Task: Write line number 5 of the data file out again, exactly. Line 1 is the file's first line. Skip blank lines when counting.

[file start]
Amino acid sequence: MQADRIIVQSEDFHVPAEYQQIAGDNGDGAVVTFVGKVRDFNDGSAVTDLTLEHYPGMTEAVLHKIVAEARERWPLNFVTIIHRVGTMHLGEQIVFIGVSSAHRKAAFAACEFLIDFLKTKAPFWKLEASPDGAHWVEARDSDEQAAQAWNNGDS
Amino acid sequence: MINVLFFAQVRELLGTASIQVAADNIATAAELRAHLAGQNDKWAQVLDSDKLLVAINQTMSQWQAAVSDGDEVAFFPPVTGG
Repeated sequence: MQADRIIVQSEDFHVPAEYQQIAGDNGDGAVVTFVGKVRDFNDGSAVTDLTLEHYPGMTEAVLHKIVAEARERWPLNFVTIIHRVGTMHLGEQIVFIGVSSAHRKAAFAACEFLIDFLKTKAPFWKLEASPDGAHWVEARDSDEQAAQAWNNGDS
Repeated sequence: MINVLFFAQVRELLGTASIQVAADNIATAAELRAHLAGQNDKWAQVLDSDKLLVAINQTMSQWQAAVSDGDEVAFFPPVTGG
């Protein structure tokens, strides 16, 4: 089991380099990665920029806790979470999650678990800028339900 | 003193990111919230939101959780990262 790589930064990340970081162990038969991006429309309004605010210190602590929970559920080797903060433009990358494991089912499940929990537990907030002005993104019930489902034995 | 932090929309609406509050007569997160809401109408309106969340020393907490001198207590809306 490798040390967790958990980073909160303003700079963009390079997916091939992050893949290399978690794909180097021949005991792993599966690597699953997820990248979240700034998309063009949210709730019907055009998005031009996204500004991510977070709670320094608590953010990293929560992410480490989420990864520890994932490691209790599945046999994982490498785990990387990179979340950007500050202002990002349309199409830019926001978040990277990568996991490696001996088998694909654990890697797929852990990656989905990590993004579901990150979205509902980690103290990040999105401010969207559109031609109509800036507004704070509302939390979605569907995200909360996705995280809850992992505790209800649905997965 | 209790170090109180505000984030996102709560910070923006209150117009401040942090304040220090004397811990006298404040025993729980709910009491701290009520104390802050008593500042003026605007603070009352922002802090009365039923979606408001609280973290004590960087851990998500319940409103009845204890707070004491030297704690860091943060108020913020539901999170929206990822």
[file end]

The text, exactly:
């Protein structure tokens, strides 16, 4: 089991380099990665920029806790979470999650678990800028339900 | 003193990111919230939101959780990262 790589930064990340970081162990038969991006429309309004605010210190602590929970559920080797903060433009990358494991089912499940929990537990907030002005993104019930489902034995 | 932090929309609406509050007569997160809401109408309106969340020393907490001198207590809306 490798040390967790958990980073909160303003700079963009390079997916091939992050893949290399978690794909180097021949005991792993599966690597699953997820990248979240700034998309063009949210709730019907055009998005031009996204500004991510977070709670320094608590953010990293929560992410480490989420990864520890994932490691209790599945046999994982490498785990990387990179979340950007500050202002990002349309199409830019926001978040990277990568996991490696001996088998694909654990890697797929852990990656989905990590993004579901990150979205509902980690103290990040999105401010969207559109031609109509800036507004704070509302939390979605569907995200909360996705995280809850992992505790209800649905997965 | 209790170090109180505000984030996102709560910070923006209150117009401040942090304040220090004397811990006298404040025993729980709910009491701290009520104390802050008593500042003026605007603070009352922002802090009365039923979606408001609280973290004590960087851990998500319940409103009845204890707070004491030297704690860091943060108020913020539901999170929206990822």